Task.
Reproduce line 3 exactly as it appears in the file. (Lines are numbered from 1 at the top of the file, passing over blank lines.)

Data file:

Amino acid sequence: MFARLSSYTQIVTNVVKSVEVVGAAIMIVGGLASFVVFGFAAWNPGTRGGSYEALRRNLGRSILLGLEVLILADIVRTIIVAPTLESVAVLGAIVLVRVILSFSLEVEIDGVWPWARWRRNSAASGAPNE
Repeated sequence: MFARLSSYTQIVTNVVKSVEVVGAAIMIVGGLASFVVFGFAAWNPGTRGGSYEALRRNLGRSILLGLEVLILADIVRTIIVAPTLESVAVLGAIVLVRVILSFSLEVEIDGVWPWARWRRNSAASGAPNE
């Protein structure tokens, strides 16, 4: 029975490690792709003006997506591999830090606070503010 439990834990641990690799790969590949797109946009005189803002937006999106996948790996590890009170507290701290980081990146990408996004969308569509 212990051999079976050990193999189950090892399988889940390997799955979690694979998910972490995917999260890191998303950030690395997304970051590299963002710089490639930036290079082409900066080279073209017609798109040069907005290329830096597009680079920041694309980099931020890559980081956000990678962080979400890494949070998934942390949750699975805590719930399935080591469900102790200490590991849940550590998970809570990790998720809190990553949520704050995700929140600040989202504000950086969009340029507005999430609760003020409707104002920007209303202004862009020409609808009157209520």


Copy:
């Protein structure tokens, strides 16, 4: 029975490690792709003006997506591999830090606070503010 439990834990641990690799790969590949797109946009005189803002937006999106996948790996590890009170507290701290980081990146990408996004969308569509 212990051999079976050990193999189950090892399988889940390997799955979690694979998910972490995917999260890191998303950030690395997304970051590299963002710089490639930036290079082409900066080279073209017609798109040069907005290329830096597009680079920041694309980099931020890559980081956000990678962080979400890494949070998934942390949750699975805590719930399935080591469900102790200490590991849940550590998970809570990790998720809190990553949520704050995700929140600040989202504000950086969009340029507005999430609760003020409707104002920007209303202004862009020409609808009157209520």